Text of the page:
When flattening chicken breast for stuffing, you can either pound it flat or butterfly it. If you have no idea how to do either of those things, you’ve come to the right place!
Why Should I Flatten Chicken Breast for Stuffing?
It does seem a little counterintuitive—if you flatten the chicken breast, there’s really not much room to stuff other delicious ingredients into the chicken.
This is because many stuffed chicken breast recipes result in a rolled chicken breast with stuffing. Like those delightful Swiss roll cakes, but made of meat and savory elements. You can also cut a small pocket into a chicken breast to stuff it, but in this article we’ll be discussing flattening methods for stuffing.
How to Flatten Chicken Breast: Butterfly vs Pounding Chicken
If you’re imagining a chicken with colorful butterfly wings, kudos to you for your imaginative spirit, but that’s not quite what we mean. Let’s look at the two main methods for flattening chicken breasts: butterflying and pounding.
Butterflying is a cooking technique that involves splitting a piece of meat almost in two, and then opening the meat to lay it out flat. To do this with a chicken breast, follow these steps:
- Grab your chicken breast, a cutting board, and a sharp chef’s knife.
- Put the chicken breast on the cutting board.
- Place your hand flat against the top of the chicken breast. You want to apply enough pressure so that the chicken breast doesn’t slide around, but don’t push down so hard that your fingers get in the way of the knife.
- Starting with the thickest side of the chicken breast, begin cutting through the middle of the breast. You should be cutting lengthwise, with the flat side of your knife parallel to the cutting board. Do not cut all the way through the chicken, and stop about a half inch away from the other side of the meat.
- Peel open the layers, like you’re opening a book. The two layers should remain connected and resemble a butterfly—hence the name of the technique!
Sometimes, after butterflying, a recipe will still call for you to pound the meat to ensure even thickness throughout. Whether you’re pounding after butterflying or only pounding, here’s what you do:
- Grab your chicken breast, a meat mallet, and two pieces of parchment paper (if you don’t have parchment paper, plastic wrap or a resealable plastic bag also works).
- Place the chicken breast in between the two pieces of parchment paper.
- Begin pounding the chicken—we find this is an excellent stress reliever! Start in the center with the thickest part of the meat, working your way to the outer edges.
- Keep pounding until the meat gets down to about a half inch or quarter inch thickness, or whatever thickness your recipe calls for.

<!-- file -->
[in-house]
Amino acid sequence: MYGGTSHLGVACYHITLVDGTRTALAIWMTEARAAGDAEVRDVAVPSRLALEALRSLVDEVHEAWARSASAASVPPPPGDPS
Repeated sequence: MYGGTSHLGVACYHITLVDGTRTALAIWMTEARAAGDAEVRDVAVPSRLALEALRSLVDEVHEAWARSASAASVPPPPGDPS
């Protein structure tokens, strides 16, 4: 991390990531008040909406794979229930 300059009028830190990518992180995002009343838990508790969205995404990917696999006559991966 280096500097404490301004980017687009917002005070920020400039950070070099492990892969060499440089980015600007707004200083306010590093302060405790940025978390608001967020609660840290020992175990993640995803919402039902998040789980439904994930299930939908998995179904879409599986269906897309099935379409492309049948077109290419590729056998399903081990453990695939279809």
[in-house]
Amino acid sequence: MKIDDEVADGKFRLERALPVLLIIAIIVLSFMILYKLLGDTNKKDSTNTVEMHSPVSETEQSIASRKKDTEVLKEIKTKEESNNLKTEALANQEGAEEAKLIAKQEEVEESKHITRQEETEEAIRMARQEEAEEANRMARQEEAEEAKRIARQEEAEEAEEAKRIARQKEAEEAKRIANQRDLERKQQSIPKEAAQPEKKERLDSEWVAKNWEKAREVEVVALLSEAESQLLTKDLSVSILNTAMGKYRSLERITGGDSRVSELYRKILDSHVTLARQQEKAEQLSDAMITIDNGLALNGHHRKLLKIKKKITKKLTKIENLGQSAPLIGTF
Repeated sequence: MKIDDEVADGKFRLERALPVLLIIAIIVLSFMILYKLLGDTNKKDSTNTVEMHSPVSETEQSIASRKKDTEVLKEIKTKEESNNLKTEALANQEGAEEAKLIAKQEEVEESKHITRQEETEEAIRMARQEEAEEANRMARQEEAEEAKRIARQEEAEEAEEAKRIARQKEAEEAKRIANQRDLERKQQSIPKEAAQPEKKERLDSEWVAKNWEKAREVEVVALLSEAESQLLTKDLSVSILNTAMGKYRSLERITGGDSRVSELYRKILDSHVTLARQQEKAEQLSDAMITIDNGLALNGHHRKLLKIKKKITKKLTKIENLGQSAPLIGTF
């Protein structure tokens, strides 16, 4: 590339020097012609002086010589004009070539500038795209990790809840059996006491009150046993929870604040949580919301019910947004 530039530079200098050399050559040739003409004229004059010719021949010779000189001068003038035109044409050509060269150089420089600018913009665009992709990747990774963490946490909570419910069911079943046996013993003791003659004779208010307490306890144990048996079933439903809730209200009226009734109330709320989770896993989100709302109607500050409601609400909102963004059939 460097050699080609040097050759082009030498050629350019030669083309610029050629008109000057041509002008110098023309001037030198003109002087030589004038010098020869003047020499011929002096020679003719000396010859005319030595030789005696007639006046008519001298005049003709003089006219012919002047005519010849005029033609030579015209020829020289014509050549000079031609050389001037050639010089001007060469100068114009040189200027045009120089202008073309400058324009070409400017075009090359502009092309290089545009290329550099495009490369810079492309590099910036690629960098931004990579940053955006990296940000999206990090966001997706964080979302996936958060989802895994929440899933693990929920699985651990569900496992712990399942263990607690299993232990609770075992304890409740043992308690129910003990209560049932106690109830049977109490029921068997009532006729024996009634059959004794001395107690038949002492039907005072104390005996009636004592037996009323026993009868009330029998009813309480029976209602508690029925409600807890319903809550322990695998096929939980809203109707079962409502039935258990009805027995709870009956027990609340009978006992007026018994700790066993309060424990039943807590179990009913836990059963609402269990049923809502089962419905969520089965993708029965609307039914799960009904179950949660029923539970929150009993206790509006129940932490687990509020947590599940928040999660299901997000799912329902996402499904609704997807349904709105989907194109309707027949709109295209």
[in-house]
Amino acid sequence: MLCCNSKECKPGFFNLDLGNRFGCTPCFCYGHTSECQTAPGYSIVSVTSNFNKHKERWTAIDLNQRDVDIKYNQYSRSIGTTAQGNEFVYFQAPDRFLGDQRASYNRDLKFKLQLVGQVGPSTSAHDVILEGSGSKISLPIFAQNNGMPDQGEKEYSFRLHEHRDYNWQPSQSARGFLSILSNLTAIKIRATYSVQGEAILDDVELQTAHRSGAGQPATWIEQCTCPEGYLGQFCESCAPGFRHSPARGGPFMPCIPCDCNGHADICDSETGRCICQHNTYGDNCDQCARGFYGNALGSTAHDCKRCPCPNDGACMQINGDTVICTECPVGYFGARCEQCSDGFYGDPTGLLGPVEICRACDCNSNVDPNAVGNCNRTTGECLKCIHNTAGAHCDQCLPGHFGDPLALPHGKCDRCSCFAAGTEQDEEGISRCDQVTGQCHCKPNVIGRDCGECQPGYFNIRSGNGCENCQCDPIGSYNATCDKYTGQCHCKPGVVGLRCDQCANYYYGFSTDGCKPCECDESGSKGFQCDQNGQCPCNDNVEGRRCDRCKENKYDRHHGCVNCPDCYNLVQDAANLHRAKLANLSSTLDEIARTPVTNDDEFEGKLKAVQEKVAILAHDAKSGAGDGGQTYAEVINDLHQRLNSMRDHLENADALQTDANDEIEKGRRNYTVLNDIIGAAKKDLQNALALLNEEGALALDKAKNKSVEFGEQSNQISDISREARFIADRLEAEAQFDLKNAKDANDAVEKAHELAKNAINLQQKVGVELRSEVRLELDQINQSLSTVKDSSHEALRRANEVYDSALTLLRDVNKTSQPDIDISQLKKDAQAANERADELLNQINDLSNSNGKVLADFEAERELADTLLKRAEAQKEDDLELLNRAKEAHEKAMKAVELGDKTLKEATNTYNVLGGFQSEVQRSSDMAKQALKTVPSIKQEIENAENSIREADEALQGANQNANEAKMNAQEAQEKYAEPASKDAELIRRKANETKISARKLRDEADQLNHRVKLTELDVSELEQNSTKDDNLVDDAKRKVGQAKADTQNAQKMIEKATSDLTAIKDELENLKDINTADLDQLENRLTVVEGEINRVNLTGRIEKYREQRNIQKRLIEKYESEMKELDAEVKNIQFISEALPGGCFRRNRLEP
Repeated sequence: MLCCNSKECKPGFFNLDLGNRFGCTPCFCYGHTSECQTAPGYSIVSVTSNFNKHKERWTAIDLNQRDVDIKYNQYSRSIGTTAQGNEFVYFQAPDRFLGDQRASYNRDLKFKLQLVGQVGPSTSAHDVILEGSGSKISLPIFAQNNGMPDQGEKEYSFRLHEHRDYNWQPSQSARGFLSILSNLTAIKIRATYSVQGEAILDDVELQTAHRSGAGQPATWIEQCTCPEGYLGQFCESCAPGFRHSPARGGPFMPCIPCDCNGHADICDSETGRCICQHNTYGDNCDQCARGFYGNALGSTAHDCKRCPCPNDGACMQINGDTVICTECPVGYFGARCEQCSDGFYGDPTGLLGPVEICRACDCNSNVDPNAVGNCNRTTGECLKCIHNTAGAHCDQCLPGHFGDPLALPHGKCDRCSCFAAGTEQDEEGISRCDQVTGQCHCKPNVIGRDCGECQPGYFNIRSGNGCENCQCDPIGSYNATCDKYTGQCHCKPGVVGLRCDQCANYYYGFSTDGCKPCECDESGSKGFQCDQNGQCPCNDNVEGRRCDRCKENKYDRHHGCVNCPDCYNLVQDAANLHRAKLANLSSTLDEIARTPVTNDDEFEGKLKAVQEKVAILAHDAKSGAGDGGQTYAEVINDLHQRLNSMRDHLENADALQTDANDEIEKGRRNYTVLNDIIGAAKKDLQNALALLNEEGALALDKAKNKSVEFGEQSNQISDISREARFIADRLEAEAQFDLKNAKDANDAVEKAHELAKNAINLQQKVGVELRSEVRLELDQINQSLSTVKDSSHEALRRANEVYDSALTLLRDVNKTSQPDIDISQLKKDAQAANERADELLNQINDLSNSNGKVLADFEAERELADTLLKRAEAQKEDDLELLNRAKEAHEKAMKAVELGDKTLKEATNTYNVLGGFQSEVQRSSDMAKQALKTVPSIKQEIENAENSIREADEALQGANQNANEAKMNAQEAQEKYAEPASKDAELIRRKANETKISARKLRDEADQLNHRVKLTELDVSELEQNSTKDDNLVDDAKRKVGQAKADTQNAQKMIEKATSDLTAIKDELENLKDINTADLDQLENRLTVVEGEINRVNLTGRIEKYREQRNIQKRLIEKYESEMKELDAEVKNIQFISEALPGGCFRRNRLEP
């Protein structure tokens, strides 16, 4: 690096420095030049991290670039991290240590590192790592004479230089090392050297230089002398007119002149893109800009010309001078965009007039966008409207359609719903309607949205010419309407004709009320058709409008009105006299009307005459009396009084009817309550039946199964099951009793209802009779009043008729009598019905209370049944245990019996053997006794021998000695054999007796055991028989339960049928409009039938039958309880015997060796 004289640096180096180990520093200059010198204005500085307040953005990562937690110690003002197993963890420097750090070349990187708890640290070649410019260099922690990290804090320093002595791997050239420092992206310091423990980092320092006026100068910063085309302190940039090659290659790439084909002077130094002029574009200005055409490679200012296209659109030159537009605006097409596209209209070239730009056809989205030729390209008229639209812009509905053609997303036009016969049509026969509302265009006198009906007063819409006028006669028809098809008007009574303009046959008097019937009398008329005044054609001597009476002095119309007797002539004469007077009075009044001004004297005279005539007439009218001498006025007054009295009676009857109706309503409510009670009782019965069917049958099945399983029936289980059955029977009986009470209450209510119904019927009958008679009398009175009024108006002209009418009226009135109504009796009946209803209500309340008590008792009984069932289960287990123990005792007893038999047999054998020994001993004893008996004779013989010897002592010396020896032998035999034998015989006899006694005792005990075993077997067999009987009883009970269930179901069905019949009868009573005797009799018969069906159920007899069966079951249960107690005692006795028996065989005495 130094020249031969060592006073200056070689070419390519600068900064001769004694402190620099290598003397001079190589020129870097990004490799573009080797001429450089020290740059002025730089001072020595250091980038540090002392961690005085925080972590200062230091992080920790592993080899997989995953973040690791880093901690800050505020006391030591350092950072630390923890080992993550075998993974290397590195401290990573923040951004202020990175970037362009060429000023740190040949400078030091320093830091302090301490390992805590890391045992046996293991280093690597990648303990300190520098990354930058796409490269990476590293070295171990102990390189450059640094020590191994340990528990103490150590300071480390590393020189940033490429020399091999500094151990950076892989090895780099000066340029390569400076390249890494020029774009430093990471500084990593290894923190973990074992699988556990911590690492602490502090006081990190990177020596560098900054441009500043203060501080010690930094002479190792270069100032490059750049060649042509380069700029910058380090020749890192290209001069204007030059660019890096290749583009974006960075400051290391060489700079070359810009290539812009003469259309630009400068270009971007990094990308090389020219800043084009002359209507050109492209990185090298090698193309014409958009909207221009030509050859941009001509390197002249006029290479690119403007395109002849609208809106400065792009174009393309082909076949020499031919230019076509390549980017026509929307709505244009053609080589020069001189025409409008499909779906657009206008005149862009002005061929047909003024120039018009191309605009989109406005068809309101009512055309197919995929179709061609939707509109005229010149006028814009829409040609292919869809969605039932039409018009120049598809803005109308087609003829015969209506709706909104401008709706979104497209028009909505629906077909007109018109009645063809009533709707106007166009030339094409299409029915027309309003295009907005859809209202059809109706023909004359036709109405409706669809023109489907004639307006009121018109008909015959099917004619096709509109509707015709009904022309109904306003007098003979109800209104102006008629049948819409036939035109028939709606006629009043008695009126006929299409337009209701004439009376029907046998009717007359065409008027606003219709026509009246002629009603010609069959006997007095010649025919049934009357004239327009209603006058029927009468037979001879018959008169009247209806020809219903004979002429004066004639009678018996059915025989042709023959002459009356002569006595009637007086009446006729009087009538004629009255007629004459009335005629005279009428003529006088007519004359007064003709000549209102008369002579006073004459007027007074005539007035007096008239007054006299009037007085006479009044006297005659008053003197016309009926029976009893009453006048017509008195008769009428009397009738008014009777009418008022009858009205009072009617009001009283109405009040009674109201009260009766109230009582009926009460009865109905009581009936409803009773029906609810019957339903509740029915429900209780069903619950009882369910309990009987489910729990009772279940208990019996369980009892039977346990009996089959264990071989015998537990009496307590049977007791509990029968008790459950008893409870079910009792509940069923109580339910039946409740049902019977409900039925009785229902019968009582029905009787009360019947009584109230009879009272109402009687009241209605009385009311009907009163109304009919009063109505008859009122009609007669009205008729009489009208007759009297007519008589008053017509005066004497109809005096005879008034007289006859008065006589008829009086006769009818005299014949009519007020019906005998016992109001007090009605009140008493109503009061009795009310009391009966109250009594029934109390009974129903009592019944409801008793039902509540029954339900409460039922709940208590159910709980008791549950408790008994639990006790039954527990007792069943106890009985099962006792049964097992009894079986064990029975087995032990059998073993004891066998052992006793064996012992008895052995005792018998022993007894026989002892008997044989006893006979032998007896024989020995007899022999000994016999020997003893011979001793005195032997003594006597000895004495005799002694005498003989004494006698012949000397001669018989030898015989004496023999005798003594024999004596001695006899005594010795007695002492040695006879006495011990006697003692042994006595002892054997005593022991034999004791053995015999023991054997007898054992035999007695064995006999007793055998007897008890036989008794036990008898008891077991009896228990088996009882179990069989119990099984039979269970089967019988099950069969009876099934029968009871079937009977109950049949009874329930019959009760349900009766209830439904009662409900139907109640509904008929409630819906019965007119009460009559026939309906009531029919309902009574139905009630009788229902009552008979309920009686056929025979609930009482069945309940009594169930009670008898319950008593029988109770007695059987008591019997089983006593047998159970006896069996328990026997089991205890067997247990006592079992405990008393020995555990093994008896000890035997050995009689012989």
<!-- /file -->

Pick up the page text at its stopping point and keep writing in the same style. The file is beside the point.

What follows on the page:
Cook Coaching: Most meat mallets have a flat side and a ridged side. The flat side is what you should use for flattening chicken. The ridged side is for tenderizing tough cuts of meat (usually beef).
How to Flatten Chicken Breasts Without a Mallet
Don’t have a meat mallet for pounding? No worries—your house is full of potential tools for this job! The technique will be the same: put the chicken breast between two pieces of parchment paper and pound it down to an even thickness. But if you don’t have a meat mallet, you can also use:
- A rolling pin
- A big, fat cookbook—go for a hardback
- A saucepan
- A cast iron skillet—its heavy weight is especially helpful
- A mason jar
- An empty wine bottle—or a full one, but we’re personally not willing to take that risk and lose precious wine
- Your hands—let out that inner Bruce Lee
Essentially, anything with a wide, flat surface that can withstand repeated pounding will work.
Looking for a good example of a stuffed chicken dish that calls for flattening chicken breasts? The most well-known example would be Chicken Cordon Bleu. This dish is more of an intermediate difficulty, but it’s a great way to level up your cooking skills once you feel ready for the challenge.
How to Flatten Chicken Breast for Cordon Bleu
You can use the butterfly and pounding method for flattening chicken breast for Chicken Cordon Bleu, but we have a few other tips to keep in mind as well:
- Make sure you pound out the chicken breast until it is larger than the slice of ham, cheese, and other ingredients you will be rolling into it. Butterflying it before pounding can get you more surface area for this purpose.
- If you find your chicken is still smaller than the ham and cheese slices after you’ve pounded it to an appropriate thickness, you can trim the edges of the ham and cheese so they fit onto the chicken.
- When you roll the chicken up with all of its stuffing, roll it tightly, like you’re rolling a burrito. It’s helpful to start rolling from the narrowest end. Go slowly, tucking in any ingredients that try to pop out the sides as you roll.
And hey, if it’s not perfect the first time you try to make it—don’t worry! Cooking a perfect dish can take some practice. Even if it doesn’t look pretty on your first attempt, there’s a good chance it’s still probably quite tasty. And if not—practice makes perfect!
Looking for Some More Stuffed and Flattened Chicken Breast Recipes?
At Recipe Self, we have tons of yummy chicken breast recipes for you to try at home. If you want to practice your flattening techniques, check out this Turducken Roll recipe—you can test your skills on turkey, duck, and chicken! It’s quite the showstopper.
If all these instructions exhausted you, and you’d prefer something a little easier, try our Chicken Chesapeake recipe. Instead of flattening the meat, you simply cut a small pocket in the chicken breast, then fill it with a flavorful mixture of bacon, cream cheese, crabmeat, and more.
Not in the mood for either of those recipes? Check out our website for loads of other recipes and ideas, from appetizers to desserts. Your mouth will be watering in no time!